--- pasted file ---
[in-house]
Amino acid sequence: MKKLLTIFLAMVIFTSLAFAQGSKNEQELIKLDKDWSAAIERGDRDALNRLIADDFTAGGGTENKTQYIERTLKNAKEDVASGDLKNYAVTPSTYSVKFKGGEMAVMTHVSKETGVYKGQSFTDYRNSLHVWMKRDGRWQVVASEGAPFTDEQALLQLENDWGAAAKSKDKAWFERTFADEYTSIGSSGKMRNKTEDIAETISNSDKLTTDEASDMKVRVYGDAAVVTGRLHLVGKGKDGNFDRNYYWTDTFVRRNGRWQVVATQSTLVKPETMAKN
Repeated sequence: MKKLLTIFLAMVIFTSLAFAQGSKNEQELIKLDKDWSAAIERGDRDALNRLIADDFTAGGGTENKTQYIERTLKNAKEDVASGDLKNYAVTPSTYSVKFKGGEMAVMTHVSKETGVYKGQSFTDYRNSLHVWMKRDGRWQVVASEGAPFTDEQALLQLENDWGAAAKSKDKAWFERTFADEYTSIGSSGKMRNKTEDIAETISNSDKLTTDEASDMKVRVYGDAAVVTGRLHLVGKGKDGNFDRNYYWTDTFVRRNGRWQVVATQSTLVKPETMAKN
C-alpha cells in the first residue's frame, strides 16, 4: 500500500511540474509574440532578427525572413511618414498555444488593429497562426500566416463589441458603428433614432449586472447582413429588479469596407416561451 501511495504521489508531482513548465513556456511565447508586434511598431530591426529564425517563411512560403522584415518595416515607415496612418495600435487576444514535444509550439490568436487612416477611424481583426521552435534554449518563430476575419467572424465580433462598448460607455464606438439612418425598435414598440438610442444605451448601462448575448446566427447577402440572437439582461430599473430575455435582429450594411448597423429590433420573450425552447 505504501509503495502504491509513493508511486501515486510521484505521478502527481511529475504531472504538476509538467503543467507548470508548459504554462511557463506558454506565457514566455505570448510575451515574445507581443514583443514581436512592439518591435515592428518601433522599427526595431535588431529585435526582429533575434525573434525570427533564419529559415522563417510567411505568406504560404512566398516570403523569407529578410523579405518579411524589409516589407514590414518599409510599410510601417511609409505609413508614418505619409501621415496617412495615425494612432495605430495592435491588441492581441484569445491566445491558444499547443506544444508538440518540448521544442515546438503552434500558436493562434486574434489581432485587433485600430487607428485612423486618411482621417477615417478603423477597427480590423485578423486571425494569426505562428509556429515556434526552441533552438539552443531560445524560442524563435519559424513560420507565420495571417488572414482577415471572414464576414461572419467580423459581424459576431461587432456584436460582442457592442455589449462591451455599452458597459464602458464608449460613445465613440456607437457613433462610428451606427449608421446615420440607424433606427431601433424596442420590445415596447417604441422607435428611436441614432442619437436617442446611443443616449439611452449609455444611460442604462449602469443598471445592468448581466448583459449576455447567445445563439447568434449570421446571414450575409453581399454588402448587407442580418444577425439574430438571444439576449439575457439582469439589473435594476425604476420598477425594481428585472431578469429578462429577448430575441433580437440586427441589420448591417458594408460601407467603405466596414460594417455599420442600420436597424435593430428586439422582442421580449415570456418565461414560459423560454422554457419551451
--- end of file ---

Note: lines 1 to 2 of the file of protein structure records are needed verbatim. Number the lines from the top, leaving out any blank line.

[in-house]
Amino acid sequence: MKKLLTIFLAMVIFTSLAFAQGSKNEQELIKLDKDWSAAIERGDRDALNRLIADDFTAGGGTENKTQYIERTLKNAKEDVASGDLKNYAVTPSTYSVKFKGGEMAVMTHVSKETGVYKGQSFTDYRNSLHVWMKRDGRWQVVASEGAPFTDEQALLQLENDWGAAAKSKDKAWFERTFADEYTSIGSSGKMRNKTEDIAETISNSDKLTTDEASDMKVRVYGDAAVVTGRLHLVGKGKDGNFDRNYYWTDTFVRRNGRWQVVATQSTLVKPETMAKN